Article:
“If you build it, they will come.” – from the movie “Field of Dreams.”



WHILE IT’S NOT BUILDING a baseball park in the middle of a cornfield, Hermitage School District has its own field of dreams — an artificial turf surface at Hickory High School stadium.

The school board is discussing the possible replacement of worn-out grass turf with a modern artificial surface that has become more popular at high schools throughout the region.

Questions concern the expense and the manner of paying for it. Athletic director Barb Dzuricsko estimates the cost at between $500,000 and $650,000. The board gave her permission to seek outside donations to help cover the cost.

We certainly don’t begrudge the community involvement in this dream. But we have some dreams as well. We dream of a citizenry as willing to get inspired about academic programs as athletics.

Why is it that businesses, industries and individuals are willing to dole out funds for athletics, yet when it comes to buying new books or developing educational innovations in most school districts, the money just isn’t there?

What could $650,000 in donations do to develop a science lab that would make Hermitage a state model in that field? What would that kind of money do to develop speech and debate teams where students could learn skills to help them in their working life?

Sometimes our priorities become slanted because we get caught up in the “rah, rah” nature of sports.

Some board members have said they won’t raise taxes to install the turf. That’s a good policy. If donations offset the cost of the field, the board could use tax money for other educational purposes.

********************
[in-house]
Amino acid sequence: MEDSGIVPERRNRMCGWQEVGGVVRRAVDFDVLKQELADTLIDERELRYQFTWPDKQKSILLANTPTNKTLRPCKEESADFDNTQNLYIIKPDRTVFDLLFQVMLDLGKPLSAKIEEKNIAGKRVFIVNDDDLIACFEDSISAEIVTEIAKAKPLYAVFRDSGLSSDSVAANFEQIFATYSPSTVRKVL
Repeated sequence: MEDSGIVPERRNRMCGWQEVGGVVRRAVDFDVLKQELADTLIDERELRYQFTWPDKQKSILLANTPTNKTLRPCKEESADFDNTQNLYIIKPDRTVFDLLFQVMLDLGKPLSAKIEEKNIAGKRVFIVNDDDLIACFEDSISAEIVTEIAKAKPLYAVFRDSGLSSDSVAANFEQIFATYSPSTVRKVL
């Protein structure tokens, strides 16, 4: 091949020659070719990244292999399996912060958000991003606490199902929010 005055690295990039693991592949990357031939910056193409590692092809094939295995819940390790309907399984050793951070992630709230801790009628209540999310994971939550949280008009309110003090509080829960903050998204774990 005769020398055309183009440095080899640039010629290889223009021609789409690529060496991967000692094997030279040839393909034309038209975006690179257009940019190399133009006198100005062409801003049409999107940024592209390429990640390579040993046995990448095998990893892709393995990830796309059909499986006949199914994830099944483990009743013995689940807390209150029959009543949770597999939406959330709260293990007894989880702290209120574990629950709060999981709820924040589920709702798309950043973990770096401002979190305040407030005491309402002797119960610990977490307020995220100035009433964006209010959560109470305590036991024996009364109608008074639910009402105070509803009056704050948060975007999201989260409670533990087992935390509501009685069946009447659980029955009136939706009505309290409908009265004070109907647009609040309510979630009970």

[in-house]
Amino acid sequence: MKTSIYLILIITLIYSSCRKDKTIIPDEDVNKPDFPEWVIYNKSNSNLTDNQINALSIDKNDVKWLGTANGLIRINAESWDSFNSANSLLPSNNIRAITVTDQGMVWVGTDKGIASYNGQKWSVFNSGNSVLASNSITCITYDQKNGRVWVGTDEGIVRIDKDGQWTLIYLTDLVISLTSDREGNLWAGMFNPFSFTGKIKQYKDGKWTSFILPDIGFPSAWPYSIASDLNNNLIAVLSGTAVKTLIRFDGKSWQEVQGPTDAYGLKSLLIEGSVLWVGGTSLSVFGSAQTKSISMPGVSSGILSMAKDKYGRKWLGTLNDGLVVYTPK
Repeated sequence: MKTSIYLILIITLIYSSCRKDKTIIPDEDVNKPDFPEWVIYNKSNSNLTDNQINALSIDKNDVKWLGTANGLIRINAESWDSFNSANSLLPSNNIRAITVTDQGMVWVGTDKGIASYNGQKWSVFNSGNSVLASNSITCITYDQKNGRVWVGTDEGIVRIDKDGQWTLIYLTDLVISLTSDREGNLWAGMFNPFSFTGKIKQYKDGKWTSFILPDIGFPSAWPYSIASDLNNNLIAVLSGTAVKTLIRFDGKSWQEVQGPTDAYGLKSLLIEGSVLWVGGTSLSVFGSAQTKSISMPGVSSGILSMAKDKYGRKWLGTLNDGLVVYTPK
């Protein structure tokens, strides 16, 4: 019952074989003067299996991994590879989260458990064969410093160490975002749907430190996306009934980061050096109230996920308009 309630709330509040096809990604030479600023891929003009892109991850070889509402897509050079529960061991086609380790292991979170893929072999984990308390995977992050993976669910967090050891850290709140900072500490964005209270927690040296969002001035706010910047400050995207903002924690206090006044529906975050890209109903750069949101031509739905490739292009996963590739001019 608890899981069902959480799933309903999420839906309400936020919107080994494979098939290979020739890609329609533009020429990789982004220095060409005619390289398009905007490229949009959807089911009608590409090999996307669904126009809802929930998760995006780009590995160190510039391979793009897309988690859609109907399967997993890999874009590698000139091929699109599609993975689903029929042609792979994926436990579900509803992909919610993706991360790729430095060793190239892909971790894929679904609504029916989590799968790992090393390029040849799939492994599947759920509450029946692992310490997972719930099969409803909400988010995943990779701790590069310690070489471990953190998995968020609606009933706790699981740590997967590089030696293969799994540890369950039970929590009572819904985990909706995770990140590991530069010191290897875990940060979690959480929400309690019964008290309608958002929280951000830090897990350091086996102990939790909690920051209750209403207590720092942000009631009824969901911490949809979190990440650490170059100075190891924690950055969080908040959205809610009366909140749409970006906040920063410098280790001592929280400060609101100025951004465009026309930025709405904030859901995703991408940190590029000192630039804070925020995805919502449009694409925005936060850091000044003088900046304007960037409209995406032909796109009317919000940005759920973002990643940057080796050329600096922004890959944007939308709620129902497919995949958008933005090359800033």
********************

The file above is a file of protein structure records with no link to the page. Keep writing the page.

Some 40 schools in the Western Pennsylvania Interscholastic Athletic League, which encompasses much of the southwest portion of the state, have artificial turf. In our area, only Wilmington Area High School has it.

Admittedly, there is a good reason for its popularity. Grass takes a battering from high school football and soccer as well as marching bands. Throw in junior high and midget football, youth soccer programs and various community activities and the maintenance of a grass field is nearly impossible.

Obviously, the new turf — which unlike the astroturf of decades ago is very close in appearance and texture to grass — allows opportunities for schools that grass fields don’t. In addition to team sports, it will provide better capabilities for physical education programs that are so badly needed in this era of increased childhood obesity.

And just like that fabled ballfield in Iowa, if Hermitage builds it, “they will come.” “They” as in football and soccer playoff games, marching band shows as well as concerts and other activities.

Boosters clubs will make money from concessions and the school will help recoup costs by renting the stadium.

Here’s another idea. Rent the stadium to other high schools for football games. Instead of building their own turf fields, schools could rent Hickory’s for games Thursday night, Friday night, Saturday afternoon and night.

It’s an opportunity for consolidation of services that can benefit taxpayers of all districts. We need more thinking along those lines from all school boards.

But we also need more thinking about how we can boost interest and resources for academic programs as well as athletics. Participation in team sports doesn’t last forever but the academic education students receive does. That’s the field of reality.